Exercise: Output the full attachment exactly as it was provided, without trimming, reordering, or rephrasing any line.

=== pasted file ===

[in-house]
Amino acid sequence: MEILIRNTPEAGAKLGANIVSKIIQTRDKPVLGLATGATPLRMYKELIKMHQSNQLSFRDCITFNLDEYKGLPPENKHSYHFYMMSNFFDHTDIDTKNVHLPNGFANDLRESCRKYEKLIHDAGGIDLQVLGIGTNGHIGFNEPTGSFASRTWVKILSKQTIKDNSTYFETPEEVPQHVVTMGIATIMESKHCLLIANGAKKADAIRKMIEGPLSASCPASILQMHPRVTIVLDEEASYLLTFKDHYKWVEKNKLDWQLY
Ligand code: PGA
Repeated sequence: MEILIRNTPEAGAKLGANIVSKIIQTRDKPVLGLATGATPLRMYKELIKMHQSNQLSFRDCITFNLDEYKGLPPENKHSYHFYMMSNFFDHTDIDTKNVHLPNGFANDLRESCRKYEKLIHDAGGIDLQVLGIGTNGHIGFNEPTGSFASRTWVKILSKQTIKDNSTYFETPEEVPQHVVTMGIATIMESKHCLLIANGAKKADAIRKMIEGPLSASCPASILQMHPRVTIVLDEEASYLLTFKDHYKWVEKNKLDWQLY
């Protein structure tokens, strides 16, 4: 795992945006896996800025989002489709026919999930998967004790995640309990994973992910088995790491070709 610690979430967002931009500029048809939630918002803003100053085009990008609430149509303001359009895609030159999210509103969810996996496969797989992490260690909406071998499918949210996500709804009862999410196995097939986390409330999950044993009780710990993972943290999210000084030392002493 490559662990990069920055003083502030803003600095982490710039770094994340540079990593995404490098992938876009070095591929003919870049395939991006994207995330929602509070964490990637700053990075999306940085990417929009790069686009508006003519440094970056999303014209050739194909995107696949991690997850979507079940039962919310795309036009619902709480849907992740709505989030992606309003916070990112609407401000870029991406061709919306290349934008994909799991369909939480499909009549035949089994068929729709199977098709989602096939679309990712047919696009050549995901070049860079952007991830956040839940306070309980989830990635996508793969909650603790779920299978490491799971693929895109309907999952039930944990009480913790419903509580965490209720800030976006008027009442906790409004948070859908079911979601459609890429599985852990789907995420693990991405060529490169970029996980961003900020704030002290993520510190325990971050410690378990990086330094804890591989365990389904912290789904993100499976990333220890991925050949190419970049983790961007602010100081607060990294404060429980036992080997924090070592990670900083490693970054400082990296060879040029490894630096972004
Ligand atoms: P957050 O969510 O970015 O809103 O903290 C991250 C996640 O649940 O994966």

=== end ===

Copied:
[in-house]
Amino acid sequence: MEILIRNTPEAGAKLGANIVSKIIQTRDKPVLGLATGATPLRMYKELIKMHQSNQLSFRDCITFNLDEYKGLPPENKHSYHFYMMSNFFDHTDIDTKNVHLPNGFANDLRESCRKYEKLIHDAGGIDLQVLGIGTNGHIGFNEPTGSFASRTWVKILSKQTIKDNSTYFETPEEVPQHVVTMGIATIMESKHCLLIANGAKKADAIRKMIEGPLSASCPASILQMHPRVTIVLDEEASYLLTFKDHYKWVEKNKLDWQLY
Ligand code: PGA
Repeated sequence: MEILIRNTPEAGAKLGANIVSKIIQTRDKPVLGLATGATPLRMYKELIKMHQSNQLSFRDCITFNLDEYKGLPPENKHSYHFYMMSNFFDHTDIDTKNVHLPNGFANDLRESCRKYEKLIHDAGGIDLQVLGIGTNGHIGFNEPTGSFASRTWVKILSKQTIKDNSTYFETPEEVPQHVVTMGIATIMESKHCLLIANGAKKADAIRKMIEGPLSASCPASILQMHPRVTIVLDEEASYLLTFKDHYKWVEKNKLDWQLY
């Protein structure tokens, strides 16, 4: 795992945006896996800025989002489709026919999930998967004790995640309990994973992910088995790491070709 610690979430967002931009500029048809939630918002803003100053085009990008609430149509303001359009895609030159999210509103969810996996496969797989992490260690909406071998499918949210996500709804009862999410196995097939986390409330999950044993009780710990993972943290999210000084030392002493 490559662990990069920055003083502030803003600095982490710039770094994340540079990593995404490098992938876009070095591929003919870049395939991006994207995330929602509070964490990637700053990075999306940085990417929009790069686009508006003519440094970056999303014209050739194909995107696949991690997850979507079940039962919310795309036009619902709480849907992740709505989030992606309003916070990112609407401000870029991406061709919306290349934008994909799991369909939480499909009549035949089994068929729709199977098709989602096939679309990712047919696009050549995901070049860079952007991830956040839940306070309980989830990635996508793969909650603790779920299978490491799971693929895109309907999952039930944990009480913790419903509580965490209720800030976006008027009442906790409004948070859908079911979601459609890429599985852990789907995420693990991405060529490169970029996980961003900020704030002290993520510190325990971050410690378990990086330094804890591989365990389904912290789904993100499976990333220890991925050949190419970049983790961007602010100081607060990294404060429980036992080997924090070592990670900083490693970054400082990296060879040029490894630096972004
Ligand atoms: P957050 O969510 O970015 O809103 O903290 C991250 C996640 O649940 O994966």